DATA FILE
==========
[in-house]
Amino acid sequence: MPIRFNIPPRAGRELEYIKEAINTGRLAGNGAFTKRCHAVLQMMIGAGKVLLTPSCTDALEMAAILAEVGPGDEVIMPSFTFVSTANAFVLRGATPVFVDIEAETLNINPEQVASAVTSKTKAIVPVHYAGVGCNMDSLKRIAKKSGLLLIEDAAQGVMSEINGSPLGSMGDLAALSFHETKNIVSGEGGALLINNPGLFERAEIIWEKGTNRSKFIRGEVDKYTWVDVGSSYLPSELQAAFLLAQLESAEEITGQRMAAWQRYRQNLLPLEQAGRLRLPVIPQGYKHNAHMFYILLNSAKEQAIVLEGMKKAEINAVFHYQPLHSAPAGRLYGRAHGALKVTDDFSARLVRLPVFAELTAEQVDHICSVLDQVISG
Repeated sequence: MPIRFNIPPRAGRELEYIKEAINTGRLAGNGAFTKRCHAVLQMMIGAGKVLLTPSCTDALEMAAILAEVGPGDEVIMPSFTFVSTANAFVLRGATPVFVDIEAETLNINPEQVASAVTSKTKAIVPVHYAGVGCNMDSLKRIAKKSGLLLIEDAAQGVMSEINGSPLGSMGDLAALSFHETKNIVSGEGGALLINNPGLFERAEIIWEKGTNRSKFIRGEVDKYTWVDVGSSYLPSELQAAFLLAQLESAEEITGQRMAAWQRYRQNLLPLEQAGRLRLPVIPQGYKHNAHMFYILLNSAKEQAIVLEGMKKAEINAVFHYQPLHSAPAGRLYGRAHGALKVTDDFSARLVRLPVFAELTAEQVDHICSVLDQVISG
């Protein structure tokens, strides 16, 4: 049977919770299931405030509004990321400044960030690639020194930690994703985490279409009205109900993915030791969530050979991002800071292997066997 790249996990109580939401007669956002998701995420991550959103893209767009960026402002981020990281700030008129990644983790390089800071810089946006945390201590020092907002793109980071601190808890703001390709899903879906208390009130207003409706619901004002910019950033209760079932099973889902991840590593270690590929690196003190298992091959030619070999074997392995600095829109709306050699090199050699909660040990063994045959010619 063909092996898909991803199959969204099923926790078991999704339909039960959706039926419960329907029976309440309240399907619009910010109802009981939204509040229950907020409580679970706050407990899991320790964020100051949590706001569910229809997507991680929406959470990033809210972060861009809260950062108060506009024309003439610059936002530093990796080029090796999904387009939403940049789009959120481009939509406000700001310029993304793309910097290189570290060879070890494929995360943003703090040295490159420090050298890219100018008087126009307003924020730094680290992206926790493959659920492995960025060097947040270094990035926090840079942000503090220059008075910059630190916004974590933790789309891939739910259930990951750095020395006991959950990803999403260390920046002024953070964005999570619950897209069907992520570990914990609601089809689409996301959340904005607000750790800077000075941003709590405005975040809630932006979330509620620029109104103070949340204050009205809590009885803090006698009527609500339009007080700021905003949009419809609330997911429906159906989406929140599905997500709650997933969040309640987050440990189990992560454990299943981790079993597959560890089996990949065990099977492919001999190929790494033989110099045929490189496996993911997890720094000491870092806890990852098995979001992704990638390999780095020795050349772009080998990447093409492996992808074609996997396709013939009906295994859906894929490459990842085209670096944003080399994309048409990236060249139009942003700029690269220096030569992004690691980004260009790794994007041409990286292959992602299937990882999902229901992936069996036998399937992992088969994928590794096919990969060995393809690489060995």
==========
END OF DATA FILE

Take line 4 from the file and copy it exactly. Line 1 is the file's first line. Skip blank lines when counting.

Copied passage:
């Protein structure tokens, strides 16, 4: 049977919770299931405030509004990321400044960030690639020194930690994703985490279409009205109900993915030791969530050979991002800071292997066997 790249996990109580939401007669956002998701995420991550959103893209767009960026402002981020990281700030008129990644983790390089800071810089946006945390201590020092907002793109980071601190808890703001390709899903879906208390009130207003409706619901004002910019950033209760079932099973889902991840590593270690590929690196003190298992091959030619070999074997392995600095829109709306050699090199050699909660040990063994045959010619 063909092996898909991803199959969204099923926790078991999704339909039960959706039926419960329907029976309440309240399907619009910010109802009981939204509040229950907020409580679970706050407990899991320790964020100051949590706001569910229809997507991680929406959470990033809210972060861009809260950062108060506009024309003439610059936002530093990796080029090796999904387009939403940049789009959120481009939509406000700001310029993304793309910097290189570290060879070890494929995360943003703090040295490159420090050298890219100018008087126009307003924020730094680290992206926790493959659920492995960025060097947040270094990035926090840079942000503090220059008075910059630190916004974590933790789309891939739910259930990951750095020395006991959950990803999403260390920046002024953070964005999570619950897209069907992520570990914990609601089809689409996301959340904005607000750790800077000075941003709590405005975040809630932006979330509620620029109104103070949340204050009205809590009885803090006698009527609500339009007080700021905003949009419809609330997911429906159906989406929140599905997500709650997933969040309640987050440990189990992560454990299943981790079993597959560890089996990949065990099977492919001999190929790494033989110099045929490189496996993911997890720094000491870092806890990852098995979001992704990638390999780095020795050349772009080998990447093409492996992808074609996997396709013939009906295994859906894929490459990842085209670096944003080399994309048409990236060249139009942003700029690269220096030569992004690691980004260009790794994007041409990286292959992602299937990882999902229901992936069996036998399937992992088969994928590794096919990969060995393809690489060995």